See more of the story

When a critically acclaimed fine dining restaurant closes because of a pandemic, you replace it with a market.

That's what Jami Olson, the restaurateur behind Popol Vuh, figured out when she and co-owner and chef Jose Alarcon decided last summer not to reopen their intimate Mexican-inspired restaurant in northeast Minneapolis.

Instead, they replaced it with Vivir, a casual cafe with a strong takeout element and a selection of home goods and Mexican treats.

On the shelves are housemade spreads and salsas, frozen cookie dough and ultra-dark chocolate bars. Packaging the kitchen's handiwork under Vivir's logo to sell alongside other brands was always part of the pandemic-necessitated plan, Olson said. When guests fall in love with Vivir's salsa on their torta, they can take a jar of it home.

"It's a way to make our ingredients more accessible, and on the business end of it, we want to enhance our profitability as much as possible," Olson said.

In search of new streams of revenue, more food and drink establishments in the Twin Cities are branding themselves as retailers with one-of-a-kind products you won't find in supermarkets. They are sticking labels on housemade sauces, bottling up cocktail mixes and putting proprietary seasonings into the hands of home cooks, with the hope that customers will return for the tastes they can't get anywhere else.

The front entry at Tattersall Distilling's northeast Minneapolis cocktail room has been transformed into a gift shop of sorts, with newly branded merchandise and bottles of bitters and simple syrup, jars of barrel-aged honey and jugs of cocktail mixers.

"We're trying to offer something unique here to actually get people to come in," said Tattersall co-founder Jon Kreidler. "Otherwise, our booze, you can go in any liquor store and get it."

While Tattersall and Vivir have brick-and-mortar marketplaces, other restaurants are simply adding branded products to their online ordering portals.

Union Hmong Kitchen, which is currently takeout-only, just launched an online store for chef Yia Vang's sauces, spices and sticky rice kits.

It was something Vang resisted at first.

"I was like, no, we're not a grocery store," he said. But after a friend bought one of the spice mixes, a light bulb went off.

"They said, 'I feel like it's a behind-the-scenes of what you guys are doing at the restaurant,' " he said; it's a way for fans of Vang's cooking to get a peek inside his kitchen.

And then there's the practical side of things.

"If 2020 taught us anything, it's how vulnerable a restaurant is," said Marshall Paulsen, Vang's business partner in the upcoming restaurant Vinai. "If you only have one revenue stream and you don't have other ideas, then you're behind already. This is a way for us having not just takeout, and you've got our label and logo in people's homes."

Does Vang worry that by selling his Szechuan coffee steak rub for customers to season their own meat, he's giving away too much of his restaurant's magic?

Not at all, he said. After all, one important ingredient to the restaurant experience is still missing.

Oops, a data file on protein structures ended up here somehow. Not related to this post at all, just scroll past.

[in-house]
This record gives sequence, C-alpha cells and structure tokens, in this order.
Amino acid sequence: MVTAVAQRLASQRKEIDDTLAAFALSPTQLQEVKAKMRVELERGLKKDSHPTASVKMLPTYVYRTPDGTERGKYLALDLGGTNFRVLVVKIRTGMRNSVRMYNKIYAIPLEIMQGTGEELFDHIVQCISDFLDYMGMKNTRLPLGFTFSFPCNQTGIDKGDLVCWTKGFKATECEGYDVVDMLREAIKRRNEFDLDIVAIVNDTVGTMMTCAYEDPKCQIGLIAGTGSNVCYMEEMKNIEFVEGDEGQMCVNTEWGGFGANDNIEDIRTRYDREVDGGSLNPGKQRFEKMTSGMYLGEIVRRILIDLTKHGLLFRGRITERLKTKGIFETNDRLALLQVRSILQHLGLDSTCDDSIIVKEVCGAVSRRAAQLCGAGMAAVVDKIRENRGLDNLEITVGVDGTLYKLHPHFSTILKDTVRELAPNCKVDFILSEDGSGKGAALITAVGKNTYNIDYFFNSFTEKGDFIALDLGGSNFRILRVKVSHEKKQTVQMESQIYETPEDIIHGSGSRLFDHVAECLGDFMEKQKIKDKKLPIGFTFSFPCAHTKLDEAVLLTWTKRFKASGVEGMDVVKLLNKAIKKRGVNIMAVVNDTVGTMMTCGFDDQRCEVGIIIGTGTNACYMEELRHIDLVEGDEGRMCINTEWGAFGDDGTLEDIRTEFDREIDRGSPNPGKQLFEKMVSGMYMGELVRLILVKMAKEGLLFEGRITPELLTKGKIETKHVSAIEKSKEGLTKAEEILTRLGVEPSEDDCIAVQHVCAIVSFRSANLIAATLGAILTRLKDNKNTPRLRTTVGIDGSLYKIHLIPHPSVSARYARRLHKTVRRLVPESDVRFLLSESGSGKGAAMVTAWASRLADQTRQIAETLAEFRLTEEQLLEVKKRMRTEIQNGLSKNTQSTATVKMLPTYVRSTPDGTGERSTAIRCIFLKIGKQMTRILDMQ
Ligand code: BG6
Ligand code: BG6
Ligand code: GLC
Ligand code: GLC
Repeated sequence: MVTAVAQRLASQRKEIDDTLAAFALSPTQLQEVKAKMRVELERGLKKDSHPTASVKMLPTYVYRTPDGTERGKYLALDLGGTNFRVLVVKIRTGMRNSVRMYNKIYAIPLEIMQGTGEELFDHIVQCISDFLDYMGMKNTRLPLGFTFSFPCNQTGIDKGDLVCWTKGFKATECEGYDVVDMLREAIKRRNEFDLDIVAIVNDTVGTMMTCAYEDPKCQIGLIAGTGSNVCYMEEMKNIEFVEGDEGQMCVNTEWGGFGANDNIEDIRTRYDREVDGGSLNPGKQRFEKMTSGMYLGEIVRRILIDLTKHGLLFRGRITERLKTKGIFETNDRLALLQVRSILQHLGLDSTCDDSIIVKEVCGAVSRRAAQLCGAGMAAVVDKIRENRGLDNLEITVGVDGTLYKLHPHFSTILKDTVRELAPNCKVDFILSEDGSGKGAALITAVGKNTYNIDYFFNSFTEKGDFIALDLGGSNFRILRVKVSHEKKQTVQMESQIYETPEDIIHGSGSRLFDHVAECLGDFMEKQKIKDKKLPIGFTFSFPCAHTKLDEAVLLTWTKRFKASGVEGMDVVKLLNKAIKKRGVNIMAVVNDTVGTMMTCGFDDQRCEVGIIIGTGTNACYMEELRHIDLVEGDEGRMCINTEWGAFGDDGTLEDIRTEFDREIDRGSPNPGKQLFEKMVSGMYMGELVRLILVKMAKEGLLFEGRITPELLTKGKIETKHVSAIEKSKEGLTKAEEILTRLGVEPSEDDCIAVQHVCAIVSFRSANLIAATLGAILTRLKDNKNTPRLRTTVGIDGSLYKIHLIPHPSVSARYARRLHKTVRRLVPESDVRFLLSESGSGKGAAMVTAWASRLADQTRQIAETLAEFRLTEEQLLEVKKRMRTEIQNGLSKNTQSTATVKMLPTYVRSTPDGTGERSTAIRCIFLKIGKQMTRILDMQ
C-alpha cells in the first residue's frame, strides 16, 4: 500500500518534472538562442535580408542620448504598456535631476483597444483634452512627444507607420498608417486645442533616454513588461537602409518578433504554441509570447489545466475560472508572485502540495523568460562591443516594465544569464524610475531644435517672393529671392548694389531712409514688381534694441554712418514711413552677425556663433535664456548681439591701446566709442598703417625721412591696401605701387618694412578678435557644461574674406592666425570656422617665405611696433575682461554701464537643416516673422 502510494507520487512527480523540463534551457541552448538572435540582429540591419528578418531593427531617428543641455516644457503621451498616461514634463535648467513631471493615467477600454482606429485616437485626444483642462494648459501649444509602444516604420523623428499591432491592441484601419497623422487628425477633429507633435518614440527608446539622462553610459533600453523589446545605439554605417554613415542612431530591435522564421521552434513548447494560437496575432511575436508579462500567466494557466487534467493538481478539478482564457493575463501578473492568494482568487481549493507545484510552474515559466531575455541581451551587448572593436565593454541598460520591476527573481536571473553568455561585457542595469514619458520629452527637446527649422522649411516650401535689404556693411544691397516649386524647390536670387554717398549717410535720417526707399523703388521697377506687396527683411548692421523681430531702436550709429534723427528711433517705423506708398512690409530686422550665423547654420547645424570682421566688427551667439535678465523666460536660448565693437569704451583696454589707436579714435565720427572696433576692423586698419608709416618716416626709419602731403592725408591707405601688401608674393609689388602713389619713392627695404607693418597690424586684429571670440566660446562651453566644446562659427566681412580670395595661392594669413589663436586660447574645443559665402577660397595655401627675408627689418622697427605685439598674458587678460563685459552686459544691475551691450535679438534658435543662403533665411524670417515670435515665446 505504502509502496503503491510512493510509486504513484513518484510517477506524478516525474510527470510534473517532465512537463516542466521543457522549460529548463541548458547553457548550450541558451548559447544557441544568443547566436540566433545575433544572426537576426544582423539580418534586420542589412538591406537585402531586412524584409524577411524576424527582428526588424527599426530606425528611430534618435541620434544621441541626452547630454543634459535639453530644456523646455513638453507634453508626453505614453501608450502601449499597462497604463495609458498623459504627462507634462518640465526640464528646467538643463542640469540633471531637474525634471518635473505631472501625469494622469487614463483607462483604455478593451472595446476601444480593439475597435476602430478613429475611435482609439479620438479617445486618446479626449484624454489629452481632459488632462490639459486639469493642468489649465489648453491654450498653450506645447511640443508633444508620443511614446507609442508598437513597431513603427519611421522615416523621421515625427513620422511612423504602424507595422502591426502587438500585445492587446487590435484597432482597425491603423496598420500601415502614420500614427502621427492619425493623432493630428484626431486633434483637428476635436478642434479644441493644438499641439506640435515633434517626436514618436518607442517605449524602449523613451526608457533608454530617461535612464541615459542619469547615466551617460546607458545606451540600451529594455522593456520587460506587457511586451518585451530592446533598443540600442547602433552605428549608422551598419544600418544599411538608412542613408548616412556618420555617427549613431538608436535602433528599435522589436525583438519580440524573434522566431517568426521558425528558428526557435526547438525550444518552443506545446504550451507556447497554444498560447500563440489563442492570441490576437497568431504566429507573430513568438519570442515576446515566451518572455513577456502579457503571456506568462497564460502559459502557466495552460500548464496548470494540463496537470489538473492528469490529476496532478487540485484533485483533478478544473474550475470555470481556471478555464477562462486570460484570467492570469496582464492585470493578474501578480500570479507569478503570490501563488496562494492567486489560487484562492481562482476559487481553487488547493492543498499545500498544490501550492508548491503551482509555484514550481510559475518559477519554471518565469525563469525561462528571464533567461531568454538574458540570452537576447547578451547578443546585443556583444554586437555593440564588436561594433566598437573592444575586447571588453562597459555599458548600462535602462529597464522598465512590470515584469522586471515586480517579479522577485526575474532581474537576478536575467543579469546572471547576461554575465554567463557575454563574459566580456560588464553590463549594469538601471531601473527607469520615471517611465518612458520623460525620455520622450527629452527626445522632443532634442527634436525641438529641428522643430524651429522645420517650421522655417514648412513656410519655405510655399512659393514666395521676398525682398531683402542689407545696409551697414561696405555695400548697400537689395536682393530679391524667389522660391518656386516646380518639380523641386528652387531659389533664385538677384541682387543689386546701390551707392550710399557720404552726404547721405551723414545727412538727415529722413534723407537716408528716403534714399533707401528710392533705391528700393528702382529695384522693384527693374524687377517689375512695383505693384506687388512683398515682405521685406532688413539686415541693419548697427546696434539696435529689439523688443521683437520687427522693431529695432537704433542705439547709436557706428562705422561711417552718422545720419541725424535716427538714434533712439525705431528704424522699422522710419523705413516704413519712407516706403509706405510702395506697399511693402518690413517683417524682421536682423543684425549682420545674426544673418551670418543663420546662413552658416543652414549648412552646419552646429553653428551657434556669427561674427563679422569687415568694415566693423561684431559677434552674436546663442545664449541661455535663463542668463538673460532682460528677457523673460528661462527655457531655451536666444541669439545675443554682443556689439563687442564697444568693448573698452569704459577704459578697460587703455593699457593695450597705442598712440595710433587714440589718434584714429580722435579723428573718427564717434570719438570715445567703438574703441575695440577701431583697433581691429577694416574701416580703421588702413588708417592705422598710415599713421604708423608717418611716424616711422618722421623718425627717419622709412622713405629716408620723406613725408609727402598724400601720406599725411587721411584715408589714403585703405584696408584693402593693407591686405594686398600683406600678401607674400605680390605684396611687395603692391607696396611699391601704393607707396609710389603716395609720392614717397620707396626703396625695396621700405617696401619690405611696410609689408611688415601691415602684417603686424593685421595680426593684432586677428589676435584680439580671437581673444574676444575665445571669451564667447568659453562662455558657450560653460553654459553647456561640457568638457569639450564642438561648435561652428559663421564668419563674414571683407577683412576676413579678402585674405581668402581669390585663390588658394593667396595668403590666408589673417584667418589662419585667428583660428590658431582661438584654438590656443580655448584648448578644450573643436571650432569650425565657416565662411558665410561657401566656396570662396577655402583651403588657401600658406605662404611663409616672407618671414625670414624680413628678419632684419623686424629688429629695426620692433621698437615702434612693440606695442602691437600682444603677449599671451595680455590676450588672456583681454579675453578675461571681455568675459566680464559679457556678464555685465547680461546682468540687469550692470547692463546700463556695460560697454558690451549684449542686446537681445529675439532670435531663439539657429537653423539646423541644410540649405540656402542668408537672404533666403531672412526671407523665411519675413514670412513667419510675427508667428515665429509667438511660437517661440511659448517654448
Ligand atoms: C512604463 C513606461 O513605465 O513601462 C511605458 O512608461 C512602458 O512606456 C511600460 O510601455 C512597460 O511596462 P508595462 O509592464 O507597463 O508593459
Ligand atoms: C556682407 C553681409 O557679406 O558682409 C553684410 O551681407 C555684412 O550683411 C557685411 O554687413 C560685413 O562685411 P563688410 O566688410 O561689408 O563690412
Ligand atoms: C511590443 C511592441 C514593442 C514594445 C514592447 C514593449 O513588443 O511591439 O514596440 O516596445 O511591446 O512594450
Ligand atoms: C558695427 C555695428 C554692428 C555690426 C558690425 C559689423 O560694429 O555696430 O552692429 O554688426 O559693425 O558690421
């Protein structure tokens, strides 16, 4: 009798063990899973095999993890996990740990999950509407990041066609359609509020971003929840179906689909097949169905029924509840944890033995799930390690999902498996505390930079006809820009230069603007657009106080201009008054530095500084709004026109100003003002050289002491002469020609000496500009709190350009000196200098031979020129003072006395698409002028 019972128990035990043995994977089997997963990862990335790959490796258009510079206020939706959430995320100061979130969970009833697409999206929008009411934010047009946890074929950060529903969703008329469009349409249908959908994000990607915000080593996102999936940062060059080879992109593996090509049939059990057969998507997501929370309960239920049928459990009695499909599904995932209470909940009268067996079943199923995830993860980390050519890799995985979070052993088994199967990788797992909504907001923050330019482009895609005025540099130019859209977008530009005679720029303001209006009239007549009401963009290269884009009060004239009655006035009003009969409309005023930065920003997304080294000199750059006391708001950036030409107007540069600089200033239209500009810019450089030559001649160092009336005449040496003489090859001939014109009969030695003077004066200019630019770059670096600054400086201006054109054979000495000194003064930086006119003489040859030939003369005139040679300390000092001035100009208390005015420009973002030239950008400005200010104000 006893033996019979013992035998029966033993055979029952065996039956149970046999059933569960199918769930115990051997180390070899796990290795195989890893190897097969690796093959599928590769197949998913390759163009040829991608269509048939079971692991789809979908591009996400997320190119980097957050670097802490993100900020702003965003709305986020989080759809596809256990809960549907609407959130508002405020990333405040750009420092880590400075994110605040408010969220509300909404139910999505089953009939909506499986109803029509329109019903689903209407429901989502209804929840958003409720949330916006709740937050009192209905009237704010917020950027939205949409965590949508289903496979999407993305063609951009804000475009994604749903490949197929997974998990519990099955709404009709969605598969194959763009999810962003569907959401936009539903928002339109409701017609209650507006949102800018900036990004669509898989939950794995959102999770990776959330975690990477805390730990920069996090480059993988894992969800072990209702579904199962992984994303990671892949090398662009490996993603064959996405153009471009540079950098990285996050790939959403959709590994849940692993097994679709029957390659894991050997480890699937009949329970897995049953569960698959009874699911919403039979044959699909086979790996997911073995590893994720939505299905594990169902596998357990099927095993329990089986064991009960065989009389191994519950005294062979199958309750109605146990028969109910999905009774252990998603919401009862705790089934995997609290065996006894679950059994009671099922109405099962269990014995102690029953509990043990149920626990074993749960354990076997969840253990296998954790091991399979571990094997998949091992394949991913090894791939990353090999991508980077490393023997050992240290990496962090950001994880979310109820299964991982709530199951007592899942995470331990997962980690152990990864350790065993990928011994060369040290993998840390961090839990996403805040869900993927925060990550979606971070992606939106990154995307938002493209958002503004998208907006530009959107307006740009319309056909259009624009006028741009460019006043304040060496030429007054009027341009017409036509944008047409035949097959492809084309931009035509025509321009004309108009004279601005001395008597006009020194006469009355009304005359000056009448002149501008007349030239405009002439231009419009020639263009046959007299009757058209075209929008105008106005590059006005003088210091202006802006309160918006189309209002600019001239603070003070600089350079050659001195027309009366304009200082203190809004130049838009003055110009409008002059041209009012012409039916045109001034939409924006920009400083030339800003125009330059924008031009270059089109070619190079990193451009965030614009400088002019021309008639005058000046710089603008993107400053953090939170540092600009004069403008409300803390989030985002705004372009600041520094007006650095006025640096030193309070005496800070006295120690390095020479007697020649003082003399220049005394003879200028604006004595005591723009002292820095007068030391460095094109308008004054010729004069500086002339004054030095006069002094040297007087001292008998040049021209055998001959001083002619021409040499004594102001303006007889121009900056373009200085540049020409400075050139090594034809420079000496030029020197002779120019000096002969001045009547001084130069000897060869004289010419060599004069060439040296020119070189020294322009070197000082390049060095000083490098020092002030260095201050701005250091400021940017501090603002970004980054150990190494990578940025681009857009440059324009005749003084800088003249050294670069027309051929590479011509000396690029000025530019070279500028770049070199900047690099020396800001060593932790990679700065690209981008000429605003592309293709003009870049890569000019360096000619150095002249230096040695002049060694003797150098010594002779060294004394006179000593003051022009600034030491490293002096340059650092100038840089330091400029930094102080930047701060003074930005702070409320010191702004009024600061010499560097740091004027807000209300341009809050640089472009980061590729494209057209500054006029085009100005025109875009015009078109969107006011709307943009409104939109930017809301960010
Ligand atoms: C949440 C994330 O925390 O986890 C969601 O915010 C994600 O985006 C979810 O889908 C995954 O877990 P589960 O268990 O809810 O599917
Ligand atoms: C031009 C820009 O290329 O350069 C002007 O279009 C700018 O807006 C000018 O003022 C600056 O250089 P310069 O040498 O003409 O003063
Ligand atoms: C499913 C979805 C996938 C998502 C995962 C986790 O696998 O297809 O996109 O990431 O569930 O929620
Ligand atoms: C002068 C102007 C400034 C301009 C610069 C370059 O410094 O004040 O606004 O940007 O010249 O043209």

"The magic," he said, "is the people."

12 staples to try

From salsa and spices to kimchi and condiments, here are 12 products from Twin Cities restaurants worth putting in your refrigerator and pantry:

Kimchi from Pizzeria Lola

Kimchi from Ann Kim’s Pizzeria Lola.
Kimchi from Ann Kim’s Pizzeria Lola.

Sharyn Jackson • Star Tribune

The tangy Korean condiment that tops one of Pizzeria Lola's signature pies (the Lady Zaza) can now be bought by the pint. Chef/owner Ann Kim has jarred up her family's recipe for spicy, fermented cabbage ($12). Bonus points for the fun label, which also comes printed on a tote bag.

5557 Xerxes Av. S., Mpls., pizzerialola.com

Salsa, Nico's Taco and Tequila Bar

Ground salsa from Nico’s Taco Bar.
Ground salsa from Nico’s Taco Bar.

Sharyn Jackson • Star Tribune

Choose from eight housemade salsas, stone ground with the traditional molcajete and sold by the jar — ultra-crisp chips included (verde serrano shown here). Eight-ounce jars are $7, or three for $15; 16-ounce jars are $10, or three for $25.

2516 Hennepin Av. S., Mpls.; 2260 Como Av., St. Paul, nicostacobar.com

Sauces from Marna's Eatery

Sauces from Marna’s Eatery and Lounge.
Sauces from Marna’s Eatery and Lounge.

Sharyn Jackson • Star Tribune

Pick up Costa Rican flavors in Robbinsdale and bring them home in 8-ounce bottles of Marna's signature sauces: chipotle crema and rosa sauce ($9.50 each). Housemade blends of dried seasonings in small ($6) and large ($9) bottles can amp up your fish, beef or potatoes.

4154 W. Broadway, Robbinsdale, marnaseatery.com

Dried fruit and nut confiture, Patisserie 46

Dried fruit and nut confiture from Patisserie 46.
Dried fruit and nut confiture from Patisserie 46.

Sharyn Jackson • Star Tribune

Chef/owner John Kraus eats this chunky spread on a slice of multigrain during "those late night cheese binges" we all identify with. Like fruitcake in a jar, the confiture is jam-packed with quince, fig, pear, date, prune, apricot, raisin, citrus, nuts and spices ($15 for roughly 7 ounces). Other pantry must-haves: apricot and almond jam ($11), which is "absolutely necessary to keep scurvy away through winter," Kraus said. And for the ultimate snack, salted caramel spread ($11) on toast.